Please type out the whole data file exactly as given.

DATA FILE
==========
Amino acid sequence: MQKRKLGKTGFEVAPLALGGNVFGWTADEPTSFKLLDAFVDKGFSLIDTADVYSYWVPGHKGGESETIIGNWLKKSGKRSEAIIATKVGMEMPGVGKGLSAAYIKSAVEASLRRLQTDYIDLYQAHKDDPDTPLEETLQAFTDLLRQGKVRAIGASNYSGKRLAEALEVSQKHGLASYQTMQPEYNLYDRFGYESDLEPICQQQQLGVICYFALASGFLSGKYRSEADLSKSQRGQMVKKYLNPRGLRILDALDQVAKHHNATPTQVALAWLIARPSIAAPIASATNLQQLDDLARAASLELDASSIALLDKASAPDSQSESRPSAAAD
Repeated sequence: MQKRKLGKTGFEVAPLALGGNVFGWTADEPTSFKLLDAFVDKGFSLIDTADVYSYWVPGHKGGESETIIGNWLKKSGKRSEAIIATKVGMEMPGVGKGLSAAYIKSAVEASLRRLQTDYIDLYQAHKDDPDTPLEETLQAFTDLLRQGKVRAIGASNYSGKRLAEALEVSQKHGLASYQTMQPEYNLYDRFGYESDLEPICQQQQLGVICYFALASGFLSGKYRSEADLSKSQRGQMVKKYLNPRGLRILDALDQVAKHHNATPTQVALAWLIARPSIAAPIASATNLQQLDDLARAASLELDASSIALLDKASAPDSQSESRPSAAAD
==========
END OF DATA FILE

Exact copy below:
Amino acid sequence: MQKRKLGKTGFEVAPLALGGNVFGWTADEPTSFKLLDAFVDKGFSLIDTADVYSYWVPGHKGGESETIIGNWLKKSGKRSEAIIATKVGMEMPGVGKGLSAAYIKSAVEASLRRLQTDYIDLYQAHKDDPDTPLEETLQAFTDLLRQGKVRAIGASNYSGKRLAEALEVSQKHGLASYQTMQPEYNLYDRFGYESDLEPICQQQQLGVICYFALASGFLSGKYRSEADLSKSQRGQMVKKYLNPRGLRILDALDQVAKHHNATPTQVALAWLIARPSIAAPIASATNLQQLDDLARAASLELDASSIALLDKASAPDSQSESRPSAAAD
Repeated sequence: MQKRKLGKTGFEVAPLALGGNVFGWTADEPTSFKLLDAFVDKGFSLIDTADVYSYWVPGHKGGESETIIGNWLKKSGKRSEAIIATKVGMEMPGVGKGLSAAYIKSAVEASLRRLQTDYIDLYQAHKDDPDTPLEETLQAFTDLLRQGKVRAIGASNYSGKRLAEALEVSQKHGLASYQTMQPEYNLYDRFGYESDLEPICQQQQLGVICYFALASGFLSGKYRSEADLSKSQRGQMVKKYLNPRGLRILDALDQVAKHHNATPTQVALAWLIARPSIAAPIASATNLQQLDDLARAASLELDASSIALLDKASAPDSQSESRPSAAAD